The single most important thing that can be done in Arlington County to preserve affordable rental and single-family housing is to activate our Redevelopment and Housing Authority, by voting "Yes" in a referendum on the Nov. 2 ballot. This is in no way an effort to create public housing in Arlington.
Arlington needs a way to finance rehabilitation of our existing housing -- to maintain affordable housing for people who already live or work in Arlington, which has seen 30 percent of its moderately priced garden apartments disappear to conversion or demolition in the last 10 years.
Because of federal cutbacks, two of the three recent small projects undertaken by the Arlington Housing Corporation (which has endorsed the establishment of a housing authority) and the Colonial Village Commons Cooperative would not be possible today. There will be no new Section 8 allocations to Arlington despite the long waiting list of residents. Arlington's existing housing programs cannot alleviate our housing crisis.
The county board's housing advisory committee (which endorses the establishment of a housing authority) first recommended the creation of a county financing agency for housing in 1981. For the past two years, the board's legislative package has included legislation permitting Arlington's existing Industrial Development Authority to issue bonds for low- and moderate-income housing. But other legislators around the state have pointed out that the Virginia Code provides for a Redevelopment and Housing Authority to accomplish these housing goals. Twenty-eight jurisdictions in Virginia have such authorities.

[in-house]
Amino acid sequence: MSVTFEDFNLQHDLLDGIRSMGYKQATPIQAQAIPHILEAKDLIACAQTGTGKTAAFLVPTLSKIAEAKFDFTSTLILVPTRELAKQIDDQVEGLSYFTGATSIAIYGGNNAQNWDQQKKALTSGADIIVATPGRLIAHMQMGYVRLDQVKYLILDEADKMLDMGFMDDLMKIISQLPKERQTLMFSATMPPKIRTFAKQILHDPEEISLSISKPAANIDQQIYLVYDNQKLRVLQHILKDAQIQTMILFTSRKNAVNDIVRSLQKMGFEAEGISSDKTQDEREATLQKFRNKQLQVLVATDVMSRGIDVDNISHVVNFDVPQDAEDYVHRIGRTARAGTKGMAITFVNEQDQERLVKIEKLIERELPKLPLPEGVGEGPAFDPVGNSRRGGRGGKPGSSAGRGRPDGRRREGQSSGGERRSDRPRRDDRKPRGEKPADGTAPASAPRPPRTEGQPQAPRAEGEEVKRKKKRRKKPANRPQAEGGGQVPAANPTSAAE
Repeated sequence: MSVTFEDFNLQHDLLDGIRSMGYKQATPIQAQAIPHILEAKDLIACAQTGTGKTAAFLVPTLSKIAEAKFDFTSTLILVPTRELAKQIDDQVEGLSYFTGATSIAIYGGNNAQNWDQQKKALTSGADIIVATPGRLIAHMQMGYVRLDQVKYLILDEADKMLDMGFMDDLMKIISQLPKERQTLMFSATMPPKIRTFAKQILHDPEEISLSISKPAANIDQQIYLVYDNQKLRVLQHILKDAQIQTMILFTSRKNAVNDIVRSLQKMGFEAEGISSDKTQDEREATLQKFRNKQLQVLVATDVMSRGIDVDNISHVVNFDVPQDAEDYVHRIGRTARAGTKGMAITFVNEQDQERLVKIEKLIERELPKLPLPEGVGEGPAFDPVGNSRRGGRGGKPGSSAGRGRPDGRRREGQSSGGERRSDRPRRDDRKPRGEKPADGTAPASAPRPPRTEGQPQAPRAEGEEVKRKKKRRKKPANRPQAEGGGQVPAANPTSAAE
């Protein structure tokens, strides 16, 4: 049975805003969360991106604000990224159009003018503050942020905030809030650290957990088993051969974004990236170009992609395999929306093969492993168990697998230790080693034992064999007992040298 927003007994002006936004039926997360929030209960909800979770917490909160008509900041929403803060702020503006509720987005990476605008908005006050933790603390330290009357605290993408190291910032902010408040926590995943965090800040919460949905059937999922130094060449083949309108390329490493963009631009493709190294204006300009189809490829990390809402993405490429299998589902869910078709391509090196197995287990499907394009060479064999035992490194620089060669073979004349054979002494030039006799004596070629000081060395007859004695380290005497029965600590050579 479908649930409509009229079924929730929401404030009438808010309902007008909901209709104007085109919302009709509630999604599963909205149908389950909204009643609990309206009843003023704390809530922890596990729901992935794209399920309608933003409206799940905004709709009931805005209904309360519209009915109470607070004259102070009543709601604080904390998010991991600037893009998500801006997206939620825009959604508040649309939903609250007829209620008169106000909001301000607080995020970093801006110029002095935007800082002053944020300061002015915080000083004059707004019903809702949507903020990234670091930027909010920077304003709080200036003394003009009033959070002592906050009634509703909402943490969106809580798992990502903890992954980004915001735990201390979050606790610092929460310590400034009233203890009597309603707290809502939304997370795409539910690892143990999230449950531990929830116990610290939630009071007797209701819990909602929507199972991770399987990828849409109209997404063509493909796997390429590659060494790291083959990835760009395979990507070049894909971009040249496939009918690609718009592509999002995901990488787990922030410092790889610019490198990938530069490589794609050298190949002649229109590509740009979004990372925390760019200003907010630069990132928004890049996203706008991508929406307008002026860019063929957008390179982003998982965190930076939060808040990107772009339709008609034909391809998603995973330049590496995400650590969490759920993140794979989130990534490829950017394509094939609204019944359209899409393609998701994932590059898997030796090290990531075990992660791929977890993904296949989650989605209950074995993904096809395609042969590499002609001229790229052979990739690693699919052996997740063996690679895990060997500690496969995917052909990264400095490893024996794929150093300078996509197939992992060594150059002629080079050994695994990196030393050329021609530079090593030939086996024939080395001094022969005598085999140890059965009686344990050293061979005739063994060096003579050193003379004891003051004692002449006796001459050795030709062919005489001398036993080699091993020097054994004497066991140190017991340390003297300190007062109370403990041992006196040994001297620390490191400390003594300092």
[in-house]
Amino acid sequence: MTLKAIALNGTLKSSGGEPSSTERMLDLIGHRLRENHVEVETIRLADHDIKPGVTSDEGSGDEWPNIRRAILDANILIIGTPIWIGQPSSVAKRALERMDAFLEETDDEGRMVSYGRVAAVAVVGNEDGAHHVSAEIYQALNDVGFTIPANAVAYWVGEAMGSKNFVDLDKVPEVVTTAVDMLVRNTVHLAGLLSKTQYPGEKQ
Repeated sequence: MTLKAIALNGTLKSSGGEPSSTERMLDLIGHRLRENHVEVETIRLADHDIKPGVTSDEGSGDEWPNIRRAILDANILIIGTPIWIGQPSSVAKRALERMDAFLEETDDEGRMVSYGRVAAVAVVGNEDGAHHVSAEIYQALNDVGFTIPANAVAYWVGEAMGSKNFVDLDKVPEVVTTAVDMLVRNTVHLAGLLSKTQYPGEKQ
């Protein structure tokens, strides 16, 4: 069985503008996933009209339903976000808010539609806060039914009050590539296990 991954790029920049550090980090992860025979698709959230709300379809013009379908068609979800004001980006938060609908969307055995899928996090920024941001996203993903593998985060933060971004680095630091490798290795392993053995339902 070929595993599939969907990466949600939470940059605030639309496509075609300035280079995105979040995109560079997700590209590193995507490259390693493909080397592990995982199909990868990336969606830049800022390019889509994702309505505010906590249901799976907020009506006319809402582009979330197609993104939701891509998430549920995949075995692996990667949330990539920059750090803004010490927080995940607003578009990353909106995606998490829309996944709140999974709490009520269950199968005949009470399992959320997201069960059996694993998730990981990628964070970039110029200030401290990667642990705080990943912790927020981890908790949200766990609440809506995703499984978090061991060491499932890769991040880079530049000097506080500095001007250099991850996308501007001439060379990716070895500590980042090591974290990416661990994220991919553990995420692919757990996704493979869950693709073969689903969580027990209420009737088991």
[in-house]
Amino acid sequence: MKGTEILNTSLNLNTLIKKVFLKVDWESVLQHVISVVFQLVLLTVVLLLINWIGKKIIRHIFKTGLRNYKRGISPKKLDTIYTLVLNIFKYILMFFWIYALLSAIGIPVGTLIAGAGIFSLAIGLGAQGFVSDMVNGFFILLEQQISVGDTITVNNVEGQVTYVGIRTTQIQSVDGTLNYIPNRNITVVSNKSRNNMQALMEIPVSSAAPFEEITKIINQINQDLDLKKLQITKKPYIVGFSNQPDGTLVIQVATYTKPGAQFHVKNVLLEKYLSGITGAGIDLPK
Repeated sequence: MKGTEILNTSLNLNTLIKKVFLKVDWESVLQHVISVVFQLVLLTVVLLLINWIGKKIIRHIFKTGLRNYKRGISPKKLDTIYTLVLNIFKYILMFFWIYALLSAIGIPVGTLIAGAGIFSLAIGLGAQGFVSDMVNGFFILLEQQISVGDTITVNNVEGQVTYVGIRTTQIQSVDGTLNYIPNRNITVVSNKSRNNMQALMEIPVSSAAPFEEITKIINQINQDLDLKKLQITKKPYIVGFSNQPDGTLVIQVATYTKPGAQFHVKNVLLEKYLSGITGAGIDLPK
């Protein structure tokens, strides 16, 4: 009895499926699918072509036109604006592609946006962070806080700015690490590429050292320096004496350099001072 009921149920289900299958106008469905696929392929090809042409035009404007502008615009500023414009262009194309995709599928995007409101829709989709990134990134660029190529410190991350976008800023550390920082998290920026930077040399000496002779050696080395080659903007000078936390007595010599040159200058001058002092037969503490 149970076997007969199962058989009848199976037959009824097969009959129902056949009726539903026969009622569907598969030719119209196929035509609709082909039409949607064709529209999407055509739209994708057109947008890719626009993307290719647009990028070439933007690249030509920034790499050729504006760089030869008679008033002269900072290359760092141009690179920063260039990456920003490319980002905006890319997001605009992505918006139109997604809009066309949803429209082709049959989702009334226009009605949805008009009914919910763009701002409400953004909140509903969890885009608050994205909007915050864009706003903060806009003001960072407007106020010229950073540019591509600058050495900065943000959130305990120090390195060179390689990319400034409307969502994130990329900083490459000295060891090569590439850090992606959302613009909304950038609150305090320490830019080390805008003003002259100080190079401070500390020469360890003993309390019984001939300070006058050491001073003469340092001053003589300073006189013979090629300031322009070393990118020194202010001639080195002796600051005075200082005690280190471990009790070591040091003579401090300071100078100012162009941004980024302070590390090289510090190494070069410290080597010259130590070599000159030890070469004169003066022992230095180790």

What about financing powers? For the rehabilitation of a small apartment building, for example, the authority could borrow at tax-exempt rates from local lenders, then lend the money to the apartment owner who would repay the bank; it could turn to the bond market for larger projects. The Arlington government would be in no way obligated on any bonds issued by the authority, and its bond rating could not be affected by authority's projects.
Other beneficiaries are the commercial lending institutions, apartment owners and contractors, all of whom are experiencing difficult times in the current recession.
Opponents of this proposal have tried to scare residents with the specter of public housing; their newsletter is headed, "Public Housing Scam Looms." No one is advocating public housing development. It is clearly not desired by Arlington's residents, and even if the county board and the authority wanted to institute public housing, federal funds for such housing have been virtually eliminated.
Tight county board control of the authority's activities would be achieved in the following ways: 1) the board would appoint the commissioners to run the authority and they could be removed for cause; 2) the board would enter into a contract with the authority outlining desired restrictions, such as project-by-project board approval, the ability of the board to end authority activity by vetoing additional projects, and public hearings; and 3) the authority, by statute, could not purchase land nor acquire it by eminent domain without specific board approval. State law also authorizes the liquidation of any housing project no longer needed.
The cost of the authority would be nominal, because the current housing staff should serve as its staff.
Arlington urgently needs the tools state law provides to facilitate rehabilitation and preservation of the existing housing stock. The financing provided by a redevelopment and housing authority would allow Arlington to do on a larger scale the types of rehabilitation that the county started on a limited basis in the past.
A "Yes" vote for the housing authority is a vote to preserve affordable housing so our county doesn't become a place in which only the rich can afford to live.